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Getting a GUI from the Linux Cluster
    Opening a Display from a VCL (or login) node to the user machine.
    • Case 1) Logging in from a Linux workstation.
    • Case 2) Logging in from a Windows workstation.
    • Case 3) Logging in from an EOS Vista lab machine.

      Long computational jobs on the blade center should be run as batch jobs submitted by LSF. GUI based interactive jobs may be helpful for pre and post processing, for viewing results, etc. Using HPC VCL nodes (32 bit or 64 bit) for GUI based applications is convenient (and also polite to other users). Using an HPC VCL node gives a user access to the HPC file systems and also exclusive use of a node.

      Though GUIs can be instantiated on the login nodes, they are likely to run slowly there due to competition with other users. Moreover, other users on the login nodes may find their activities such as editing and compiling files are slow when other users are performing GUI based processing. When several users simultaneously pop GUIs on the login nodes they can lock up and require rebooting.

      To get an HPC VCL node, use your browser to go to vcl.ncsu.edu. Select the HPC VCL application (32 or 64 bit). After the Connect button gives an IP address, use ssh (or from a Windows box ssh or putty) to login.

    • (Case 1) Logging in from a Linux workstation.
      Connect to the Linux cluster login node using ssh. The X-Window traffic will be tunneled back to your workstation through the ssh connection. Check that the command line entry

      >echo $DISPLAY

      returns

      >localhost:16:0

      "16" is likely to be some other small positive integer, where every new ssh login will give a different integer. These identify the ssh tunnels for the X-Window traffic.

      If a blank line is returned then the X-Window ssh tunnel was not established. Log out out the Linux Cluster login node and reconnect using command like:

      >ssh -X login.hpc.ncsu.edu

      and recheck the value of DISPLAY. Then verify that

      >xclock &

      on the command line produces an xclock window (sometimes this small window appears behind your other open windows so look around a bit).

    • Case 2) Logging in from a Windows workstation.

      While Linux, Unix, and related operating systems (such as Mac OS X) come standard with X-Window server and ssh client, Microsoft Windows operating system does not supply either one. To display an X-Windows GUI on a Windows workstation both an X-Window server and an ssh client that can tunnel X-Window traffic must be obtained and installed on the Windows workstation.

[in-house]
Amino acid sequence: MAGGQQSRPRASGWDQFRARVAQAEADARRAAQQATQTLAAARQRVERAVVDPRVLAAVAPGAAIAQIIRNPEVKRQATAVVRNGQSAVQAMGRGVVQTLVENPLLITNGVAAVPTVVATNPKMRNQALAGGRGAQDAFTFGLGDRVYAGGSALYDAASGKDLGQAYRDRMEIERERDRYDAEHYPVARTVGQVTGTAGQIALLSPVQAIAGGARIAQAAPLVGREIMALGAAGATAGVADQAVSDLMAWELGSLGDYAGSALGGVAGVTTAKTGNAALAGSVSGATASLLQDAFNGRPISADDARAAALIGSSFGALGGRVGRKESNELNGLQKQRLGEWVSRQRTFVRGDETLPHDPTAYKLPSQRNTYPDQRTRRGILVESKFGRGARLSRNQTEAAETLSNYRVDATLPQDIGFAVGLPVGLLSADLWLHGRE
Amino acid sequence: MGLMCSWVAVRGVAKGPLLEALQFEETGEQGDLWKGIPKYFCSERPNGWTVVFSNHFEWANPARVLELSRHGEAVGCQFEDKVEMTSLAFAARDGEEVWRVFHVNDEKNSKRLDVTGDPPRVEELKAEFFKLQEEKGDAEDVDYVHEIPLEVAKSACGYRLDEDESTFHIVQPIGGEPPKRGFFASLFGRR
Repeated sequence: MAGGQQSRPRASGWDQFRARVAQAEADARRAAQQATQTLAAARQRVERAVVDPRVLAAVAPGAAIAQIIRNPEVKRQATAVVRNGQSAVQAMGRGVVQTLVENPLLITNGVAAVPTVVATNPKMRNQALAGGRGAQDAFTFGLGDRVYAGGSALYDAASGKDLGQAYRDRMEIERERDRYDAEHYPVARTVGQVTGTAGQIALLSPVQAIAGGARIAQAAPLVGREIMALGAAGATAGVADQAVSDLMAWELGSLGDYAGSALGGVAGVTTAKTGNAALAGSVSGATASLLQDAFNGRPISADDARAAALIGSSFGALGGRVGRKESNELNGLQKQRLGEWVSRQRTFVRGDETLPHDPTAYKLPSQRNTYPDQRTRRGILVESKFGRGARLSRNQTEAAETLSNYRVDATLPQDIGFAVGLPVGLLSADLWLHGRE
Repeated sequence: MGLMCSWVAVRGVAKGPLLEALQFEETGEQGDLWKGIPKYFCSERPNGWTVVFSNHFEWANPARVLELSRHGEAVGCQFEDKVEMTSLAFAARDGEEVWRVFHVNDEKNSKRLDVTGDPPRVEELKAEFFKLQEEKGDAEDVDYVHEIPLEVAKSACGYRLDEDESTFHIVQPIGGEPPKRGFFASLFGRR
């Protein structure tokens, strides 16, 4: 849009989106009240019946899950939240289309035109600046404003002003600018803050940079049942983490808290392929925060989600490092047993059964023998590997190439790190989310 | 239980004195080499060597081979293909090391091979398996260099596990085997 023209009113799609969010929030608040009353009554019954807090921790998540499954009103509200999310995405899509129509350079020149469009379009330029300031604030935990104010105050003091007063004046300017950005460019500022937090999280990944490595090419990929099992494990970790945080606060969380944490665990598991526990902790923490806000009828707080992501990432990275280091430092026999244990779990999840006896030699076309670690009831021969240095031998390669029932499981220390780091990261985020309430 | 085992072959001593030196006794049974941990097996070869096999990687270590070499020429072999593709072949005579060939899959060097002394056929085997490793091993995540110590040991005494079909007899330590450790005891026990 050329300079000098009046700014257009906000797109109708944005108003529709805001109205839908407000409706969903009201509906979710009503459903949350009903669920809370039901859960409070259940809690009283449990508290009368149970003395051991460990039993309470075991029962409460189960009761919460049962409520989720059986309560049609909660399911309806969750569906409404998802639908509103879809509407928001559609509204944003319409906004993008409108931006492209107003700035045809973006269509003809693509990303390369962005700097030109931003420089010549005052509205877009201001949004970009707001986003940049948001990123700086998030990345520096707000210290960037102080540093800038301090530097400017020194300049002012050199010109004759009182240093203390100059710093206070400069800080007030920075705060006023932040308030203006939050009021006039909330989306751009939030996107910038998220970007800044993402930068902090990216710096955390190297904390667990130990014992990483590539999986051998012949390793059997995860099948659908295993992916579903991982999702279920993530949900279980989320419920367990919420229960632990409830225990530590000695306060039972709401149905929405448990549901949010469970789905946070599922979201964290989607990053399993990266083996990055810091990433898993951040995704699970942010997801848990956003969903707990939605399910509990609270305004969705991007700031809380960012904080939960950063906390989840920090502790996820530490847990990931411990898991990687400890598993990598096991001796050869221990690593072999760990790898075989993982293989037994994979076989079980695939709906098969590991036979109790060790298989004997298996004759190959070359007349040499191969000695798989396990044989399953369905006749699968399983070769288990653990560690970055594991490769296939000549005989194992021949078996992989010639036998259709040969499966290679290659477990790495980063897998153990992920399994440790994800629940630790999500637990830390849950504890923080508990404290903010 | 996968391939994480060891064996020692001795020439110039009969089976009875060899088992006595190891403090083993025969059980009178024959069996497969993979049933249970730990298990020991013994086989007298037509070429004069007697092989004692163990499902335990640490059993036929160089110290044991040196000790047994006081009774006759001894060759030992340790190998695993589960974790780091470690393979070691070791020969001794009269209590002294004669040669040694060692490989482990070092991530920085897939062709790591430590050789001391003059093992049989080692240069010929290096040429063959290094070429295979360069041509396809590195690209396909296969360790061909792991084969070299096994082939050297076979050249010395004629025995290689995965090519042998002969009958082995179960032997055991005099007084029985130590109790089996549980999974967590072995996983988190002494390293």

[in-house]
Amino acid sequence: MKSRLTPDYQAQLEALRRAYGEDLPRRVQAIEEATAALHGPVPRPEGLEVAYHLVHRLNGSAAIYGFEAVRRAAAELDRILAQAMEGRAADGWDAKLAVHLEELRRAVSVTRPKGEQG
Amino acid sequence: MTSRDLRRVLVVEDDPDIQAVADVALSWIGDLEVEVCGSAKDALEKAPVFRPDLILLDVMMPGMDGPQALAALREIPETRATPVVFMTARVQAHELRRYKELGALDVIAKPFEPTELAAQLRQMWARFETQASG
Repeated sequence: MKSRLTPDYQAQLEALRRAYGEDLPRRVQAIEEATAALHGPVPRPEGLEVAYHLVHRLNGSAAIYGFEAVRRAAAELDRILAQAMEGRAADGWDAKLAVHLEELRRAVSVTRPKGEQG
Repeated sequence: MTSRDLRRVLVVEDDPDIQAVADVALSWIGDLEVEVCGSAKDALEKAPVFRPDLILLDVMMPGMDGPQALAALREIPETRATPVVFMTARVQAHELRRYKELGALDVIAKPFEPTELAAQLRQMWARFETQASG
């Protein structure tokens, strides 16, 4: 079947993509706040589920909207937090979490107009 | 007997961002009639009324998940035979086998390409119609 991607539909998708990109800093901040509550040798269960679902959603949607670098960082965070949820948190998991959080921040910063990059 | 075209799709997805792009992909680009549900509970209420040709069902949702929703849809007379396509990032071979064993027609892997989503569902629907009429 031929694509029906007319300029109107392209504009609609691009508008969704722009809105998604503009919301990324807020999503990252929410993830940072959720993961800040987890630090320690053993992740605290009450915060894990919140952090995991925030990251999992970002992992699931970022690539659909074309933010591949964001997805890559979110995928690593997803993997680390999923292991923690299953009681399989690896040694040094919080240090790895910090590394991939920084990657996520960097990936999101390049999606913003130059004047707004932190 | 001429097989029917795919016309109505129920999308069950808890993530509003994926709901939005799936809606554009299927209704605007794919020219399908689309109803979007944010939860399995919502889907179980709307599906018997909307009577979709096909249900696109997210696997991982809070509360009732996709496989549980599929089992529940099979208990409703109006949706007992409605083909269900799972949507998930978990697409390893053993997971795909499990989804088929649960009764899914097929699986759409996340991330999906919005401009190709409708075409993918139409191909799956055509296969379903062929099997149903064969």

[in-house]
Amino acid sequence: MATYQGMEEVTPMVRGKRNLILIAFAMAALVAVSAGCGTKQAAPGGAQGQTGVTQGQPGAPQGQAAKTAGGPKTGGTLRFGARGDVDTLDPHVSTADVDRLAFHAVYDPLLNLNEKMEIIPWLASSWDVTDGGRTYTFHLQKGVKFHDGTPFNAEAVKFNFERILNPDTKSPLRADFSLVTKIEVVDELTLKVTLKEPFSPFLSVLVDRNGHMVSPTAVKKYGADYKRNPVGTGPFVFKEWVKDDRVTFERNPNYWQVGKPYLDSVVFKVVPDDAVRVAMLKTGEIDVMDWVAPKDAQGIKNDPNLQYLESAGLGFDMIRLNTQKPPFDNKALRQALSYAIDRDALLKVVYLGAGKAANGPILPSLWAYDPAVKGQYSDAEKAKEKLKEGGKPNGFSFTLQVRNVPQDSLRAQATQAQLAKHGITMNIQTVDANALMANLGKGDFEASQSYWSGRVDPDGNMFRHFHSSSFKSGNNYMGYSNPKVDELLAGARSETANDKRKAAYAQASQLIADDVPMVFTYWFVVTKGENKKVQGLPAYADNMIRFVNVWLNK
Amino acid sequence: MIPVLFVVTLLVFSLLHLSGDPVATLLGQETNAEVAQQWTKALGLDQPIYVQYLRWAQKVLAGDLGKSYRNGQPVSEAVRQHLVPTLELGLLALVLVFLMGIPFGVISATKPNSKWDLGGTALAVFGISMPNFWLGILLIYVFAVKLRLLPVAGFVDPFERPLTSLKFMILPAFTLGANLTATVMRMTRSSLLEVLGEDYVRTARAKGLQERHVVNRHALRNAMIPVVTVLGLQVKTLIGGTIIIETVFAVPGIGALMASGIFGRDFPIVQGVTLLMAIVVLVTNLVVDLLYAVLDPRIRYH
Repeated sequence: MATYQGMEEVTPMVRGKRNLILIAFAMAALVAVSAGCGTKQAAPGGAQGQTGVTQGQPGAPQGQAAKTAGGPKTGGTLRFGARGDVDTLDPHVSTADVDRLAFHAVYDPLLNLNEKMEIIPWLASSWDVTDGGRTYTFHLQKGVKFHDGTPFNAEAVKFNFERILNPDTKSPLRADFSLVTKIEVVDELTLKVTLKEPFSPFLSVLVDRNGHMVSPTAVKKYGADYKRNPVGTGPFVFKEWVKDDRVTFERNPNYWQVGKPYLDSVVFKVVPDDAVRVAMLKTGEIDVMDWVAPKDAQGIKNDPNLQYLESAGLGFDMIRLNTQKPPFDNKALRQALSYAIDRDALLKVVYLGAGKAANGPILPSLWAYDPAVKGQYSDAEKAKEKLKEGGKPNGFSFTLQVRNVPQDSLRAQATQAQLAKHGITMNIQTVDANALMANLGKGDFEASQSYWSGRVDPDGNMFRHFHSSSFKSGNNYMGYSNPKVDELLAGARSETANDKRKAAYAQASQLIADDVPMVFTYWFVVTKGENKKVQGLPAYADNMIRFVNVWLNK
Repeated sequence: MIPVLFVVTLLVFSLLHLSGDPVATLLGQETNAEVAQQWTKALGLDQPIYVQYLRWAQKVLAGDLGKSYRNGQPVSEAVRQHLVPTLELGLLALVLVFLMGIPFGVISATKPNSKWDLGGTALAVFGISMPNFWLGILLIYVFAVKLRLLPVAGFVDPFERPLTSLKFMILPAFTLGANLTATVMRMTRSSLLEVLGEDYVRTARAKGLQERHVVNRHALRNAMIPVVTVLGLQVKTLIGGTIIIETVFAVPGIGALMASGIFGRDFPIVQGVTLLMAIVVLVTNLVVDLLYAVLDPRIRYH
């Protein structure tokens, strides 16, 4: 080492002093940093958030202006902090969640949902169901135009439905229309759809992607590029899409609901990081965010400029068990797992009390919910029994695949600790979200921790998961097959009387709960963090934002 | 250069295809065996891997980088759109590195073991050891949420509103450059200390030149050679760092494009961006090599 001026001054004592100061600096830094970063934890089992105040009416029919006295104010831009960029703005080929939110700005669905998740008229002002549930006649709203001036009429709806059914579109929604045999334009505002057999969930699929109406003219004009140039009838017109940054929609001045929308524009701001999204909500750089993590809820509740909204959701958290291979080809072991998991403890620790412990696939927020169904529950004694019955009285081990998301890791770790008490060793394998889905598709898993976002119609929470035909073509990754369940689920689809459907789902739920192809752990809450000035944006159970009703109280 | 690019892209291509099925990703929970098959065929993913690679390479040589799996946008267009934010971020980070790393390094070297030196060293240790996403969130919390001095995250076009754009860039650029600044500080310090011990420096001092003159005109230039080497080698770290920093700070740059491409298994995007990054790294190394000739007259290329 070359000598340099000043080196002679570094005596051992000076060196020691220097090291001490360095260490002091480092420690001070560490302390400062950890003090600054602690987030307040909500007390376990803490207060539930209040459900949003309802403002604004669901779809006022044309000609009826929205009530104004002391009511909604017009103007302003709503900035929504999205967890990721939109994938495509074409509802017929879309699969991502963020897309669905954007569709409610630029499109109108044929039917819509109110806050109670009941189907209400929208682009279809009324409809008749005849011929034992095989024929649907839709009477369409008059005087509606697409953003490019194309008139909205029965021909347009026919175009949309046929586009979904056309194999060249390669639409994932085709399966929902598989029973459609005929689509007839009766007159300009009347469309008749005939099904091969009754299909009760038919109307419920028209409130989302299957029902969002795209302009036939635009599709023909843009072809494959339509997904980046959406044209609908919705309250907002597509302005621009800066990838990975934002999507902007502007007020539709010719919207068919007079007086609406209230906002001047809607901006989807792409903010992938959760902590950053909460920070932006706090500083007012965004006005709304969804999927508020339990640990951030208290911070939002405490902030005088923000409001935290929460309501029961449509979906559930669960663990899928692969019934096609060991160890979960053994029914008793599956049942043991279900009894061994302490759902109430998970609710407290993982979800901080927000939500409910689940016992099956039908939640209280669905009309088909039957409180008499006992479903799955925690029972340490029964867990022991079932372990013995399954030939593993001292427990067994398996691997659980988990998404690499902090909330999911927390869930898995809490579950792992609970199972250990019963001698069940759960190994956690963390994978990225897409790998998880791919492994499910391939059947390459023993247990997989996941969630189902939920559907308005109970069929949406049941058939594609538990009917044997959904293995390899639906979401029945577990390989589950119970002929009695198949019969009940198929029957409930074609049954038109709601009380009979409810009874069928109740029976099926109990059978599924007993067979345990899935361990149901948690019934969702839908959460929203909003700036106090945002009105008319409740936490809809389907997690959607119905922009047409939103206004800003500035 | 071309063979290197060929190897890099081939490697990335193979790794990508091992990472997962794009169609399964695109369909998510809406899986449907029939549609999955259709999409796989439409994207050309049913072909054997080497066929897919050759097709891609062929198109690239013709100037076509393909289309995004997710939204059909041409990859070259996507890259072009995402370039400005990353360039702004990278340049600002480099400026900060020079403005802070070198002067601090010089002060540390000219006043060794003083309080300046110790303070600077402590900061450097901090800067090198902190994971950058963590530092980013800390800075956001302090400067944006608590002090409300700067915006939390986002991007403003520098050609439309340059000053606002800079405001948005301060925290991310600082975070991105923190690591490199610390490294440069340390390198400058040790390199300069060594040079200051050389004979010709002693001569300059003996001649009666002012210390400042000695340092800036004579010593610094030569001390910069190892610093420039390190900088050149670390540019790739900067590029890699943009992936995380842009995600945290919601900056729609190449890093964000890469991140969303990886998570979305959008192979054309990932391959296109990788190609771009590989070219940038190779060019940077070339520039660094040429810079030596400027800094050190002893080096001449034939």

Once these have been installed, start the X-Window server, then use the ssh client to connect to the Linux cluster login node. Note that some X-Window servers provide a capability to display a remote desktop. This is not the correct method to connect to the Linux cluster. The X-Window server should just be running - it should not be used to establish the connection to the cluster.

      Next configure the ssh client to tunnel X-Window traffic. For Putty this is done from the menu items Go to Connection->SSH->Tunnels and check the box "Enable X11 forwarding".

      Now use the ssh client to connect to a Linux cluster login node. Once connected, verify that the command line command

      >echo $DISPLAY

      returns something like "localhost:16.0". The particular number 16 could be some other small positive integer. If so, verify that

      >xclock &

      command pops up a small xterminal clock on your screen. There are explicit instructions at

      http://www.eos.ncsu.edu/software/xwin32/

      X-Win32 is available to all current NC State faculty, staff, and students. An open source option is X/Cygwin.

      In the case of putty, the DISPLAY variable is forwarded only if X11 forwarding in enabled on the client machine putty program. Go to Connection->SSH->Tunnels and check the box "Enable X11 forwarding". Make sure X-Win32 is already running before again logging into henry2.

    • Case 3) Logging in from an EOS Vista lab workstation

      EOS lab machines required the following Sept. 29, 2009. The link also shows how to get an HPC VCL image.

Last modified: September 29 2009 15:22:01.
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